In FIGS. 8 and 9 the screen 20 is shown having a frusto-conical shape and a plurality of water inlet holes 60. In FIGS. 2 and 3 the screen is positioned upstream of the throttle assembly 14 and covers the inlet ports 40 of the upper throttle member 34. Thus, when the aerator is fully assembled, the screen 20 will prevent particles from clogging the upper throttle inlet ports 40.
The elastomeric ring 22 is positioned upstream of the throttle assembly adjacent and surrounding the screen 20 and prevents water from leaking around the outside of the housing 12.
To assemble the throttle assembly, the lower throttle member 36 is inserted into the upper throttle member 34. A snap engagement is formed, as shown in FIGS. 6 and 7, when the lower throttle flange 52 is urged upstream of the upper throttle projections 46 and inwardly extending edges 48 such that the lower throttle flange snaps over the upper throttle projections. The upstream projections 56 and beveled edges 57 of the lower throttle member 36 facilitate the insertion of the lower throttle member into the upper throttle member. Within the snap engagement, the serrated surfaces of the upper and lower throttle members are positioned adjacent each other and prevent rotation of the aerator unless desired by the user. Once the upper and lower throttle members are joined together, there is sufficient vertical clearance between the upper throttle upstream end 38 and the lower throttle upstream projections 56 to allow rotation of the lower throttle member. Such vertical clearance should be greater than the height of the individualized serrations located on the serrated edges if rotation is to occur during normal operation of the faucet. If however there is not enough vertical clearance for the user to perform rotation during faucet operation then it would be possible to rotate the aerator by disassembling the aerator and recombining the throttles in a rotated position.
FIGS. 4 and 5 illustrate rotation of the throttle assembly which occurs when the user turns the lower throttle member 36 as it extends below the housing outlet 26. FIG. 4 shows the closed aerator position which is formed when the lower throttle projections 56 are positioned adjacent the upper throttle openings 44 to block the air passageways 18. The lower throttle projections 56 prevents all or substantially all air from entering the mixing chamber 16 to provide a non-aerated water stream. As shown in FIG. 4 the projection 56 is preferably greater in arcuate length than the upper throttle opening 44 in order to prevent air seepage from occurring around the lower throttle projection.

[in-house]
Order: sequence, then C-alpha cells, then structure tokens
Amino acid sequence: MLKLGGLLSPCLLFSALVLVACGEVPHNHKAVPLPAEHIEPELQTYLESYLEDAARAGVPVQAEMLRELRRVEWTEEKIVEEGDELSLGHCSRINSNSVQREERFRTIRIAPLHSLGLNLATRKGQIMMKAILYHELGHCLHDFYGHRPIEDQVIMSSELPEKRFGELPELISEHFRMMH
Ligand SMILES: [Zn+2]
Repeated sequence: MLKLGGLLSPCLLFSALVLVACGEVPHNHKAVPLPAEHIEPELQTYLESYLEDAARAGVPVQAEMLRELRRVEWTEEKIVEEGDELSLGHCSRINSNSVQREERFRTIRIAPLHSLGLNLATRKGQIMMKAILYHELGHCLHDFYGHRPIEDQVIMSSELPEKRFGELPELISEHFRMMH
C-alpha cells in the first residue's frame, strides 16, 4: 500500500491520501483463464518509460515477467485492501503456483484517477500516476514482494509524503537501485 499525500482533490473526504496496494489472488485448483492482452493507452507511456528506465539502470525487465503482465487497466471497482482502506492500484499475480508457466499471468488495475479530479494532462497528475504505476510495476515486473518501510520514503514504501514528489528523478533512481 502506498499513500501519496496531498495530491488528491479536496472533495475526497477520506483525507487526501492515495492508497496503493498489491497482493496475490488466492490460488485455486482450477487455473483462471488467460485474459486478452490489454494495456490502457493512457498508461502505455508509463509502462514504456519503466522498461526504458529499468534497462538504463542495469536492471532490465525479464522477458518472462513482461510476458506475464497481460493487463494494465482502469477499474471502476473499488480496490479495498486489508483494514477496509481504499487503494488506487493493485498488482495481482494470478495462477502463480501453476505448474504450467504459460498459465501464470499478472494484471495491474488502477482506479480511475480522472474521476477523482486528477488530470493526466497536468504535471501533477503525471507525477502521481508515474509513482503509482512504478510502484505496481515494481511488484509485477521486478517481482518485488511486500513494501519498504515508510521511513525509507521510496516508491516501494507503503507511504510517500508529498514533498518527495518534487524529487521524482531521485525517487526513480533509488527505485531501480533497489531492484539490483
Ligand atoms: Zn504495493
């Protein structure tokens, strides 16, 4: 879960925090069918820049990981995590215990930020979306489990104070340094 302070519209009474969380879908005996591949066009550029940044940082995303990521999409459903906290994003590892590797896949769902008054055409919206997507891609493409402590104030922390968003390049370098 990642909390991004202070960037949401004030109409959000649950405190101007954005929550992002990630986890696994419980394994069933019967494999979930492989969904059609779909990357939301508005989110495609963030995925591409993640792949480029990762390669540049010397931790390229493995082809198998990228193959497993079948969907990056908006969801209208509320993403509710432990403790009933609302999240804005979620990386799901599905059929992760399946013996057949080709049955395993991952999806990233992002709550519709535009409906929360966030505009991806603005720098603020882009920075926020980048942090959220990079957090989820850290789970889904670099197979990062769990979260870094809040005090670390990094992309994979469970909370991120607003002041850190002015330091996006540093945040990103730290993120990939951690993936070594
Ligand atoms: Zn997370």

FIG. 5 shows a partially open throttle assembly after the lower throttle projections 56 have been rotated counterclockwise to a mid-range position. Rotation of the assembly does not occur unless desired by the user due to the engagement between the serrated edges of the upper and lower throttle members. Thus, the lower throttle member is prevented from rotating by itself during normal operation of the aerator and does not rotate unless desired by the user.
As the aerator 10 is rotated from the position shown in FIG. 4 to that shown in FIG. 5, air begins to flow into the throttle assembly through the portion of the upper throttle opening 44 which is unobstructed by the lower throttle projections 56. As the aerator is rotated from the closed position to a fully opened position, the size of the unobstructed portion increases and allows more air to enter the throttle assembly to provide an increasingly aerated stream. In a fully opened position the upper throttle opening 44 is completely unobstructed by the lower throttle projections 56 to allow for the maximum amount of air to mix with the water stream. Thus, rotation of the lower throttle projections 56 varies the size of the air passageways 18 defined at the upper throttle openings 44 to change the air volume within the water stream.
To facilitate the rotation of the lower throttle member by the user, a centrally disposed slot 70 is located on a downstream end 72 of the lower throttle member and the user may use an appropriately sized key such as a flat-headed screwdriver or other like object which inserts into the slot to assist rotation. Thus, the user can manually rotate the aerator at a downstream end of the lower throttle member to selectively change the amount of air drawn in and the appearance of the water stream.
Other methods may be employed to effectuate rotation of the lower throttle member by the user. For instance, a plurality of radial ribs may be located on the lower throttle member adjacent the housing outlet 26 and project downwards from the downstream end 72 in order to provide a frictional surface to assist in manual rotation of the lower throttle member by the user. It may also be possible for circumferentially disposed grooves to be located on the lower throttle member adjacent the housing to facilitate aerator rotation.
It is also possible for the upper and lower throttle members to fit together with an alternate snap engagement. Each of the upper and lower throttle members includes a portion of the snap element such as flanges, projections or the like. When the two throttle members are joined together, the snap element allows for retention and relative rotation of one of the upper and lower throttle members and the other of the throttle members remains substantially stationary in the housing.
Whereas the preferred form of the invention has been shown and described herein, it should be realized that there may be many modifications, substitutions and alterations thereto.
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|U.S. Classification||239/394, 239/407, 239/428.5|
|Jan 2, 2001||AS||Assignment|
Owner name: MOEN INCORPORATED, OHIO
Free format text: ASSIGNMENT OF ASSIGNORS INTEREST;ASSIGNOR:HOLZHEIMER, JOHN C.;REEL/FRAME:011411/0698
Effective date: 20001207
Owner name: MOEN INCORPORATED, OHIO
Free format text: ASSIGNMENT OF ASSIGNORS INTEREST;ASSIGNORS:GRIFFIN, JOHN A.;NASSER, EDWARD A.;REEL/FRAME:011411/0852
Effective date: 20001207
|Aug 4, 2006||FPAY||Fee payment|
Year of fee payment: 4
|Aug 4, 2010||FPAY||Fee payment|
Year of fee payment: 8
|Aug 4, 2014||FPAY||Fee payment|
Year of fee payment: 12